It’s more a graduate school sort of necklace than a Valentine’s one, but I got it today so!
I went to the Cleveland Museum of Art over the weekend — it was really fantastic, I highly recommend it. There were a lot of cool things on display, but one thing really caught my eye and made me think of PZ Myers. There was a special display about a jewelry artist named John Paul Miller (no relation). I had originally just skipped it because I don’t have any particular interest in jewelry, but my mother went to look and it was actually pretty cool. There were lots of Cephalopods!
I’ve always cultivated a special love for tentacled beings since seeing The Little Mermaid, and as a regular Pharyngula reader I was super excited to see little jewelry cephalopods because I figured PZ would also think they were pretty cool.
John Paul Miller basically rediscovered a technology of jewelry making that was invented by the Etruscans and had been lost with the fall of the Roman Empire. He was basically a nerdy historian and an artist:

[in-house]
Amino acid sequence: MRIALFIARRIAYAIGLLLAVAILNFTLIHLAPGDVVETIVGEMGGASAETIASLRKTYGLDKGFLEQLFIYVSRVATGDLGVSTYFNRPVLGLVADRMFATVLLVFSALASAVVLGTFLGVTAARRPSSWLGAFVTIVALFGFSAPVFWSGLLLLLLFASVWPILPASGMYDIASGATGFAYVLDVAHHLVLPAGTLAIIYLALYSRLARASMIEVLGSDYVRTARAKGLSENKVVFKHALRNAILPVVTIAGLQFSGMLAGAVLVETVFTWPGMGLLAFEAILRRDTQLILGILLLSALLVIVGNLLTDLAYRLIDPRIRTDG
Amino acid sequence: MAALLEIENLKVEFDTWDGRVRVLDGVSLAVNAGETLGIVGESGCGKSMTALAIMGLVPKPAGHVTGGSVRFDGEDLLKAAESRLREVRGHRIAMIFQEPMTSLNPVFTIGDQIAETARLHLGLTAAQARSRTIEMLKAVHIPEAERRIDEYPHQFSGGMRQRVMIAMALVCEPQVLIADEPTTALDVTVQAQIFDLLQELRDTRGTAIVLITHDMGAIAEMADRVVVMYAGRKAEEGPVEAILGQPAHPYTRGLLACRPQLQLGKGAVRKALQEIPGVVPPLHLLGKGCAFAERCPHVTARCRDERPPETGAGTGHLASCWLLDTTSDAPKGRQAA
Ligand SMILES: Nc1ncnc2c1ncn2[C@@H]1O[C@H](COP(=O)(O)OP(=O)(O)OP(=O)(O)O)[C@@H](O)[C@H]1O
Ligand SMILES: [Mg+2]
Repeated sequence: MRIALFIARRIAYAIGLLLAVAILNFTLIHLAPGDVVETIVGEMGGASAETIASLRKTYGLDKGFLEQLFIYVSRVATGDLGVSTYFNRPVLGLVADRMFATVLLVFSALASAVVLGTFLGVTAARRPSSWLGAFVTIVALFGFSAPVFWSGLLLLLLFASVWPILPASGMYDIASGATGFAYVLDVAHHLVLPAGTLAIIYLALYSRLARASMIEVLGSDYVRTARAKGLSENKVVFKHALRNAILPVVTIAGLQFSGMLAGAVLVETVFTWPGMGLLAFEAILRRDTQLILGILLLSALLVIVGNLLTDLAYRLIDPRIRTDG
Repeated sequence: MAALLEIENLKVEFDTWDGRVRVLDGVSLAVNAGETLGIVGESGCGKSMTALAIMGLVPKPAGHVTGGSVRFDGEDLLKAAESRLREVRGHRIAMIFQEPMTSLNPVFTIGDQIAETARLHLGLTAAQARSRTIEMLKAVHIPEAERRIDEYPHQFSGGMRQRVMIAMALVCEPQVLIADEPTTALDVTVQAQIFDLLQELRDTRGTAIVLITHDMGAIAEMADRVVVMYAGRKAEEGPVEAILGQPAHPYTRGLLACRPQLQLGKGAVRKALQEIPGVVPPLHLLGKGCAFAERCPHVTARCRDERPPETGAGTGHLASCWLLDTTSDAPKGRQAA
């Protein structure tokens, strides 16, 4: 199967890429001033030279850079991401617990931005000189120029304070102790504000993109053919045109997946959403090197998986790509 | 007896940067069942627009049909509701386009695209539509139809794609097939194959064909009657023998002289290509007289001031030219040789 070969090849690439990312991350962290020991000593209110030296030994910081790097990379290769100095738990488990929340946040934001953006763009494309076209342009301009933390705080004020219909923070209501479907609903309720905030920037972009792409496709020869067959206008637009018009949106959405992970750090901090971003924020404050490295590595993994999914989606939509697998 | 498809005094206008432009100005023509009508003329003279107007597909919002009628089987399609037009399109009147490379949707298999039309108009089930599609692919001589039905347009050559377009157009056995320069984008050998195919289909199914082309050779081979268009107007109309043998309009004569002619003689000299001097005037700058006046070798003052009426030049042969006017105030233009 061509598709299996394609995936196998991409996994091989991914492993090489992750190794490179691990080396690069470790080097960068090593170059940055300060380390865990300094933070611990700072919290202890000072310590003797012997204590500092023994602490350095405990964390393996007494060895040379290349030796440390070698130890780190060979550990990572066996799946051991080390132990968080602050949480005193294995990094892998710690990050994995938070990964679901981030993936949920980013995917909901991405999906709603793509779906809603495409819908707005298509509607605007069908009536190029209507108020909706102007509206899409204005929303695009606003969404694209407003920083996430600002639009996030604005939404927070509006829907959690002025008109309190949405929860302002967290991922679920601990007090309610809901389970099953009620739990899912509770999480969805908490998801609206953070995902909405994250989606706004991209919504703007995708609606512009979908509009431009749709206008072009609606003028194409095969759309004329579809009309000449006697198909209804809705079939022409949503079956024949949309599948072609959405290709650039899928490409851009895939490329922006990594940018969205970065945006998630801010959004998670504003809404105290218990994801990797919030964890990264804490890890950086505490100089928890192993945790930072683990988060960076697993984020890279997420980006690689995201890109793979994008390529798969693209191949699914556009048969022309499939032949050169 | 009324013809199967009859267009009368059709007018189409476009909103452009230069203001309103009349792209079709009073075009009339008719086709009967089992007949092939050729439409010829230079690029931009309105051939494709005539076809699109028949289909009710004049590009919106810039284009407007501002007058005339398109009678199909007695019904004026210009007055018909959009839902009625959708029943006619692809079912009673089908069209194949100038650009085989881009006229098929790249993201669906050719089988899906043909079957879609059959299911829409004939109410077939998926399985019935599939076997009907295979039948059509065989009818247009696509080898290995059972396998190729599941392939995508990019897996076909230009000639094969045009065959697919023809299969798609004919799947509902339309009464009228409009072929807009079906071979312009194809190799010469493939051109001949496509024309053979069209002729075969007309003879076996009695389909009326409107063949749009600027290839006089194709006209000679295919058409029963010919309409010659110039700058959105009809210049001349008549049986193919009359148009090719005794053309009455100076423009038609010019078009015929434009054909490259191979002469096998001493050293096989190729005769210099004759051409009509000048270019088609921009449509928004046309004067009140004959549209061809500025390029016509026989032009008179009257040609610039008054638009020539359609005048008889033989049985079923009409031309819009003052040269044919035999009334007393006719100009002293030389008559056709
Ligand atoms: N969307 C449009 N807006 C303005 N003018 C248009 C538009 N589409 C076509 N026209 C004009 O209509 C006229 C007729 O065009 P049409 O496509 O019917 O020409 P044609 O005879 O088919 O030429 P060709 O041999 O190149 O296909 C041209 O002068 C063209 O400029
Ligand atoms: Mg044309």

He began a search for information about this ancient art and found that granulation reached its apex in the 7th and 6th centuries B.C. Over the intervening years, however, the technique was virtually lost.
Miller found little else written about granulation. When he asked goldsmiths about it, only one or two even knew the rudiments.
He researched archeological journals and finally discovered one devoted to granulation. The author speculated that certain alloys could form a eutectic bond (at the lowest possible temperature of solidification) when heated in a reducing atmosphere. This would permit the precision fusion of tiny spheres of metal on to a surface just like Miller had seen. Ordinarily, when solder is used, it tends to fill in corners and blend the shapes. However, in the fusion process, the granules are attached at only very small contact points, giving them the effect of floating above the surface like balloons on a quiet lake.
But enough of all that, pictures:
Those are mine. These are other ones from around the web: